Rather like living organisms, languages change and adapt, evolving with the lives of the human beings who use them.
It’s an intriguing fact that while language is a human universal, it only manifests itself in the form of specific languages that are characterised by considerable variety. Many people move routinely between different languages, depending on whether they’re at home, or at school or work, and family members who share the same two languages may frequently mix them in the course of a single conversation.
Even those who only speak one language such as ‘English’ will generally know and use different varieties. Geographical and cultural context play a significant part – people living in Newcastle tend to speak very differently from people in Devon, Cardiff, the Outer Hebrides, Texas or Sidney, though they will still generally understand each other most of the time. And if you’re talking to your friends, you’re likely to use subtly different grammar, words and pronunciation from when you’re talking to a public official, or to your granny, child, partner, cat, teacher or boss.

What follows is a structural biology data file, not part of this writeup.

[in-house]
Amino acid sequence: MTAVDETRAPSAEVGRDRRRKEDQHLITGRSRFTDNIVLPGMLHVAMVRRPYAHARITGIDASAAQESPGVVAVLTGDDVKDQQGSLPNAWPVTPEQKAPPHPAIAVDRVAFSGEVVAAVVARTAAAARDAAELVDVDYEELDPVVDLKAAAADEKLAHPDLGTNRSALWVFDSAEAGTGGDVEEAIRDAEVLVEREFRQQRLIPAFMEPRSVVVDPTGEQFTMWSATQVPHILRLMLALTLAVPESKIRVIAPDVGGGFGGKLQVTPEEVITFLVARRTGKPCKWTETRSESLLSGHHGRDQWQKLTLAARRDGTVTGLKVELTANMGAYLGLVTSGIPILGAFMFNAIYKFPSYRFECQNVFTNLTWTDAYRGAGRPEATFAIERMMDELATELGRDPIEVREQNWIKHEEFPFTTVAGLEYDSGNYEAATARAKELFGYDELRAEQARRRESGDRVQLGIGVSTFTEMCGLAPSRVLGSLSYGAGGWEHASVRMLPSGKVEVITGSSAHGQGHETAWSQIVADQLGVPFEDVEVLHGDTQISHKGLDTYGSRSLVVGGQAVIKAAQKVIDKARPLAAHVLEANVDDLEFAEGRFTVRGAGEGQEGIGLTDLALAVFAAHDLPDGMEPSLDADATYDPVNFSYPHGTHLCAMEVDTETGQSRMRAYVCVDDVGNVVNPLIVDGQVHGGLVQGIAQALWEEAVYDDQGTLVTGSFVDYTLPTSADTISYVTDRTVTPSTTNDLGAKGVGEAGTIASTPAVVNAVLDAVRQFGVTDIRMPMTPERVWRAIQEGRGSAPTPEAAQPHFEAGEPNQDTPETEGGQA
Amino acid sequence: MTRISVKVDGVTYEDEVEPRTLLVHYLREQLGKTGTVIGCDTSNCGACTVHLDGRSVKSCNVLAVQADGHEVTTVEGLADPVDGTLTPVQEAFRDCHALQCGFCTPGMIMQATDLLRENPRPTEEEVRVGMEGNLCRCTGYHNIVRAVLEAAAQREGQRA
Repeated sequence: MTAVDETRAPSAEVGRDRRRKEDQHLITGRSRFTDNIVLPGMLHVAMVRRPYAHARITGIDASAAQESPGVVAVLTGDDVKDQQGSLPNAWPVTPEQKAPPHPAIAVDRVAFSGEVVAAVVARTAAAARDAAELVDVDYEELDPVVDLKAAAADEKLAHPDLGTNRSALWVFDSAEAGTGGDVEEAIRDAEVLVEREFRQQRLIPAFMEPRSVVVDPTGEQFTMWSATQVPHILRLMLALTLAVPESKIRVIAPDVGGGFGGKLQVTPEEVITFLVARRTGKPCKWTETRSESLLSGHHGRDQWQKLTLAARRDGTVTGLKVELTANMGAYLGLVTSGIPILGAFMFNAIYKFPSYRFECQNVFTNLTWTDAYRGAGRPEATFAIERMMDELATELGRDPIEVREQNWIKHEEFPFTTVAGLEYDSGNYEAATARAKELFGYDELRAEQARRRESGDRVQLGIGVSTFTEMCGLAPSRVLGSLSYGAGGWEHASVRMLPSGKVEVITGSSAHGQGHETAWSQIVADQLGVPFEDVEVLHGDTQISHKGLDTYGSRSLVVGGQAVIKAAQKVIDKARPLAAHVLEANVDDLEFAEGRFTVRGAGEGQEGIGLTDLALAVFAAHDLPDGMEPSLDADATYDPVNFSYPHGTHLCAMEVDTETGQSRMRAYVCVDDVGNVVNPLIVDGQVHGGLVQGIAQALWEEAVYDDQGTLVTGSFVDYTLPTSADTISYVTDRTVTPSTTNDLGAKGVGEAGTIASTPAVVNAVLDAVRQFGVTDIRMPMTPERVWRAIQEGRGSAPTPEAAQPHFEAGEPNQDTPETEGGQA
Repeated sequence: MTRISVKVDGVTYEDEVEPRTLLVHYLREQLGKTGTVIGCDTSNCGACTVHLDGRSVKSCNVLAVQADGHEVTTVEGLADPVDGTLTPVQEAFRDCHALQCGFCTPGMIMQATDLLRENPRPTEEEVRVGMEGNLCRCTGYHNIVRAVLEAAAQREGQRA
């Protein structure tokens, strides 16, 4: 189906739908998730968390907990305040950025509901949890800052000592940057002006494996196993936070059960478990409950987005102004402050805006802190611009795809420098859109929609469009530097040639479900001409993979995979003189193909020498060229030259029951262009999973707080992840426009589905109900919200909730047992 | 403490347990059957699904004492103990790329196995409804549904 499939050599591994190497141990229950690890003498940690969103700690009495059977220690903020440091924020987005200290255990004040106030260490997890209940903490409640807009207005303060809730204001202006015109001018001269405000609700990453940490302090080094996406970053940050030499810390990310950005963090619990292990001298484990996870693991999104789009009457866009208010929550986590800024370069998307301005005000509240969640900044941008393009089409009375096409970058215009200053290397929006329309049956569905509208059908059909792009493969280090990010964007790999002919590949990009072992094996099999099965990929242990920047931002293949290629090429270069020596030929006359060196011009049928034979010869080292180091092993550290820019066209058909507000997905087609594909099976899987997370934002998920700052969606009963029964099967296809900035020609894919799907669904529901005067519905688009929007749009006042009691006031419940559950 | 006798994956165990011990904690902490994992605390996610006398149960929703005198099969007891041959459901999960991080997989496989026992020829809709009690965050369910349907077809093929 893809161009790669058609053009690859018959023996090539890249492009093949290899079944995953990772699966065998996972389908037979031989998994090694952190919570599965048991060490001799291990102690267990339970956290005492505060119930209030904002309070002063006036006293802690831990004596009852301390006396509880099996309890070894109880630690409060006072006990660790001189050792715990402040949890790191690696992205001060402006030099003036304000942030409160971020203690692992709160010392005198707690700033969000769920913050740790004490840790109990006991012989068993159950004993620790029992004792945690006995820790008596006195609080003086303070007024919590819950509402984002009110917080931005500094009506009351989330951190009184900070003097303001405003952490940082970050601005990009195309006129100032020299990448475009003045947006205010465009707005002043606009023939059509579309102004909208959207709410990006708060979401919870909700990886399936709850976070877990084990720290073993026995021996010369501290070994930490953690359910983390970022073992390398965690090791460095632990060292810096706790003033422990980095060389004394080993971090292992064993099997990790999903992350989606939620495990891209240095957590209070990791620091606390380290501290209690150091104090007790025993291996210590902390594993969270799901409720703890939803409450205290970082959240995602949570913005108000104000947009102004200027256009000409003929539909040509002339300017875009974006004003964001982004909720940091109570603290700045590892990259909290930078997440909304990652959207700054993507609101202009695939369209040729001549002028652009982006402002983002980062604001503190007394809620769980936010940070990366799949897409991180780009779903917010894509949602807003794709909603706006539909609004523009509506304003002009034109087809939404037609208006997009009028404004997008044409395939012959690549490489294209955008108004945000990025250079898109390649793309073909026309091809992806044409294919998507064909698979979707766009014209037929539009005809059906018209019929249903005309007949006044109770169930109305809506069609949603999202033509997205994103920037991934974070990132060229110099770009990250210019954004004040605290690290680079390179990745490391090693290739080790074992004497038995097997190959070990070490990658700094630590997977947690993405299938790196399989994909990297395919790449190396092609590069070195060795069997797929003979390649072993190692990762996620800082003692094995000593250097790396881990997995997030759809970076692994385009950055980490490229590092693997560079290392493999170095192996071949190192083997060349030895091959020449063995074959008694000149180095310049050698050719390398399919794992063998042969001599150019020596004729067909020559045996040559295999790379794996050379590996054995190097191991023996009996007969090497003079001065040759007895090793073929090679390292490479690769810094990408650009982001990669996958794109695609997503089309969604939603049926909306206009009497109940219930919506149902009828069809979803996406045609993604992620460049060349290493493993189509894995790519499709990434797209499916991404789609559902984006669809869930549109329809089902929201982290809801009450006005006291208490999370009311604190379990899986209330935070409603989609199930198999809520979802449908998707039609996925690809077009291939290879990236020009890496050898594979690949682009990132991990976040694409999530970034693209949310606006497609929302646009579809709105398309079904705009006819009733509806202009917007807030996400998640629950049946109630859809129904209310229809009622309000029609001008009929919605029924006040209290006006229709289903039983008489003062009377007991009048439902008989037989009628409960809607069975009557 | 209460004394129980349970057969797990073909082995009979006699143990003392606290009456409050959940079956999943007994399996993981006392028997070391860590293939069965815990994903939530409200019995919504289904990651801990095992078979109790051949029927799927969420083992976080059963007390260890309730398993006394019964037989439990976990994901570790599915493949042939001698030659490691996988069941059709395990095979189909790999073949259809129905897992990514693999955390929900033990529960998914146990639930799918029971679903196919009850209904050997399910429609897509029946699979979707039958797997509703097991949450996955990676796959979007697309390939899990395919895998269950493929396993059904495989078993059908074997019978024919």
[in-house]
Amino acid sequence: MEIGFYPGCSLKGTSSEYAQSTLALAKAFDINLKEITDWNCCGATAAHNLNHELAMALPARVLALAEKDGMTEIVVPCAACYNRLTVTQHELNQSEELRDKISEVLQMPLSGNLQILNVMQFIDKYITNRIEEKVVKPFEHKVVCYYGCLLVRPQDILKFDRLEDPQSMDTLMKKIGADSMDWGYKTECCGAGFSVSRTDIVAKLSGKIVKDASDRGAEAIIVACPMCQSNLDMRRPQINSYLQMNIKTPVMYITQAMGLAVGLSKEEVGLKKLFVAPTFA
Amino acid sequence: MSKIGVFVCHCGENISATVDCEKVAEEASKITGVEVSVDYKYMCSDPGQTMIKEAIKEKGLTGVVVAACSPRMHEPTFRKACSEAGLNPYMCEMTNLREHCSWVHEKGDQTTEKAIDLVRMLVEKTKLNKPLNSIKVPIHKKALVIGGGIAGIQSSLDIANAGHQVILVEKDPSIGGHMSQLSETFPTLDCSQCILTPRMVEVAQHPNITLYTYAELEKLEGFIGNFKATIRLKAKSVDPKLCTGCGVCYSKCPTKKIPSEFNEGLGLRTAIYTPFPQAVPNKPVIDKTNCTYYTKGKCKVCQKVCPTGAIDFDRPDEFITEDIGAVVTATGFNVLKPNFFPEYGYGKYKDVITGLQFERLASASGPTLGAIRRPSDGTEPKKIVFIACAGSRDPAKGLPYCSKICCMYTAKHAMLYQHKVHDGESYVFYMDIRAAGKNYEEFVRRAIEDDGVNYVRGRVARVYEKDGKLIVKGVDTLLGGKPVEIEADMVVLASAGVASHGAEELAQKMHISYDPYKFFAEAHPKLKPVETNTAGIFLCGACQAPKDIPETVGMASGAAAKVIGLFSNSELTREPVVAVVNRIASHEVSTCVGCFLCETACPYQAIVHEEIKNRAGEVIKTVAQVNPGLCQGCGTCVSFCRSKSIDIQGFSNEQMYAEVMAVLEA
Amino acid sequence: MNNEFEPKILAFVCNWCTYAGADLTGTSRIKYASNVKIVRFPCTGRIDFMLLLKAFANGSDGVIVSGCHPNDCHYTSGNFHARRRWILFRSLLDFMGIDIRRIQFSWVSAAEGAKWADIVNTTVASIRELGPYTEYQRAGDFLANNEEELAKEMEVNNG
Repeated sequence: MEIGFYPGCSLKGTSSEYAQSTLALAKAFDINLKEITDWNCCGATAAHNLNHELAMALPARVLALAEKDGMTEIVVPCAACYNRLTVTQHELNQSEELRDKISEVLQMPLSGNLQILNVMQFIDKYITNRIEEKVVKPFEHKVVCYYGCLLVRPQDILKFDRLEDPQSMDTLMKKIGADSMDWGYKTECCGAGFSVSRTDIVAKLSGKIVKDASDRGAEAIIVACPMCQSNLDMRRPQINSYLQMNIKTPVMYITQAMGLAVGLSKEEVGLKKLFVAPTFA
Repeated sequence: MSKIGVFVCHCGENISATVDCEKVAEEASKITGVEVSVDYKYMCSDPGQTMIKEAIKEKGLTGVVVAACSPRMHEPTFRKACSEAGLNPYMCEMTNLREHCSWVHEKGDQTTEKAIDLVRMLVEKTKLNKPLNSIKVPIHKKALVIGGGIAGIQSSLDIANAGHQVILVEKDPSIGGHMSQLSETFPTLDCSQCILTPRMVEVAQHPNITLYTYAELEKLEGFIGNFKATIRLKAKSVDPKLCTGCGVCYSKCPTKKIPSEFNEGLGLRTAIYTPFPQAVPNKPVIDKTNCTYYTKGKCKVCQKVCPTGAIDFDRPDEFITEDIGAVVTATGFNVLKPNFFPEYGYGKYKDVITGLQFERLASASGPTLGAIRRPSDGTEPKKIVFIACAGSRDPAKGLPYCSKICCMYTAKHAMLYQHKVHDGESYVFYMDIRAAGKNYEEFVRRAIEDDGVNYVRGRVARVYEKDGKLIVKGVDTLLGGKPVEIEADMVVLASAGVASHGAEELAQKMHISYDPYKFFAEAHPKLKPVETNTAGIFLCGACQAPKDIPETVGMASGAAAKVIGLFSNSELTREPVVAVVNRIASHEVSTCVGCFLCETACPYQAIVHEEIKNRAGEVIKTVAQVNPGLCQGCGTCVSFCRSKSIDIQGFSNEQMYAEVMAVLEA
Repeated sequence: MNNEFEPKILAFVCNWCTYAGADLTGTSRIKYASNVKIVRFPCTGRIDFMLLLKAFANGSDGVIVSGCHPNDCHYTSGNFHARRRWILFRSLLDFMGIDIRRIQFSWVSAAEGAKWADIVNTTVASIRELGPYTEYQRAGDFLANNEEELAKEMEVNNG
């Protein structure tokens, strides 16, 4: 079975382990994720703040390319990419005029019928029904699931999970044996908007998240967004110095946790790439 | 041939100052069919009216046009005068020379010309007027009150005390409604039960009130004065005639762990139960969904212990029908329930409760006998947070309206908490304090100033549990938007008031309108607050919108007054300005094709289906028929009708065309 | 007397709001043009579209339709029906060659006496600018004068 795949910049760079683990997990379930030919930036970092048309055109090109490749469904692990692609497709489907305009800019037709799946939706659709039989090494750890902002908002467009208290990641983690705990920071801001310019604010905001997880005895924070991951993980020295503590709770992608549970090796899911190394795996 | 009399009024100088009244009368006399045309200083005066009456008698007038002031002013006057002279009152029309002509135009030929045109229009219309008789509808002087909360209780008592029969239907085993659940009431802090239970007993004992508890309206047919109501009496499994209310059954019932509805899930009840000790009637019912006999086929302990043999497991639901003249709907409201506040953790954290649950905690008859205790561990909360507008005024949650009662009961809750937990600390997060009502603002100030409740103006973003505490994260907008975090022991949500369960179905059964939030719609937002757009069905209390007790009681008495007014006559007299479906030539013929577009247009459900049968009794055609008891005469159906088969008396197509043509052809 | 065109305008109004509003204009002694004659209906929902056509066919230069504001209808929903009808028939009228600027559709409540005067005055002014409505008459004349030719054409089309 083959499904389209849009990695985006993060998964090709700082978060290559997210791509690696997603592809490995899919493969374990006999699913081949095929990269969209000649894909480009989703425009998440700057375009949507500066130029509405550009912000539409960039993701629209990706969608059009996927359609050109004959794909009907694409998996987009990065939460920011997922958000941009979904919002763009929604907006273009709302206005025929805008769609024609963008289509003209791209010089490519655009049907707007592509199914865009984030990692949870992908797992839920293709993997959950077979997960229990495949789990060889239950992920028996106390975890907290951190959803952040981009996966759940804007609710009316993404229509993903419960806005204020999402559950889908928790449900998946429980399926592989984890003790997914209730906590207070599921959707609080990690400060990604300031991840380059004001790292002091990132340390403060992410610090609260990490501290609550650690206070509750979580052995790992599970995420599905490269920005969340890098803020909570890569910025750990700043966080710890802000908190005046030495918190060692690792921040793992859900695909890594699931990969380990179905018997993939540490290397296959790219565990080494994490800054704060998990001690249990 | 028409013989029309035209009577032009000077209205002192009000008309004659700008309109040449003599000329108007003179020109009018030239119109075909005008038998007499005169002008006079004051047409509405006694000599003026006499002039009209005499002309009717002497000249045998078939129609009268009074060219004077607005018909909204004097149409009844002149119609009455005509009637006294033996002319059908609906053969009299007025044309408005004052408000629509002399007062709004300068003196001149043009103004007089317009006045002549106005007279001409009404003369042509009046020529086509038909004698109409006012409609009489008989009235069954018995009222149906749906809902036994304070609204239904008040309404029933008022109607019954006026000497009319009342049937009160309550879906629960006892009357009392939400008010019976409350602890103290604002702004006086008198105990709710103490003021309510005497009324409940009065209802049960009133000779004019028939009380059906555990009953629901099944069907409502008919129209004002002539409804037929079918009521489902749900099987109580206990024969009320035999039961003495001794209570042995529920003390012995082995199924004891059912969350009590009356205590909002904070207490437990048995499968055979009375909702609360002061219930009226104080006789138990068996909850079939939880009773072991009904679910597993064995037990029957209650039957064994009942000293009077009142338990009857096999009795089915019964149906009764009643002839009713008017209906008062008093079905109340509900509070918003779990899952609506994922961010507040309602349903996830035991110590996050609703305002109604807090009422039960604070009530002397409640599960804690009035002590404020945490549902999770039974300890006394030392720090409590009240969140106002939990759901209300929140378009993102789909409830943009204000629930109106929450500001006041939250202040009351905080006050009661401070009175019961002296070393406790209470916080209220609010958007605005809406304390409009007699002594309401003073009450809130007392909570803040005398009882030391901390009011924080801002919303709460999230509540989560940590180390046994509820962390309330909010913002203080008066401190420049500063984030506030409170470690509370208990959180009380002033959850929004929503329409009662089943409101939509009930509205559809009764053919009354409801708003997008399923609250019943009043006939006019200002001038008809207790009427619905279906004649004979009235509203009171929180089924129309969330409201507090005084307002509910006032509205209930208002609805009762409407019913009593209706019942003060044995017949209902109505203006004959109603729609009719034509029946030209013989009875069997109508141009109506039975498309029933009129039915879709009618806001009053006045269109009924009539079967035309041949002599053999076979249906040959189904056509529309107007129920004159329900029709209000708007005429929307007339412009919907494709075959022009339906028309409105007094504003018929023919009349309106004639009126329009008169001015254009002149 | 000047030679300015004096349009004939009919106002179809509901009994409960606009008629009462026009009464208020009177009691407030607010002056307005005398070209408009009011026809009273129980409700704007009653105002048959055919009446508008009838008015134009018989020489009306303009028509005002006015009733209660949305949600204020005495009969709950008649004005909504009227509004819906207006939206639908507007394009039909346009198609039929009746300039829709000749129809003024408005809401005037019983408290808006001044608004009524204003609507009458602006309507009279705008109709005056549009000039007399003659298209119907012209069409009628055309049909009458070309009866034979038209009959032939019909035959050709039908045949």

Articles in this section offer perspectives on linguistic diversity, language learning, and issues which impact on the language lives of the individuals and communities that make up our multilingual society.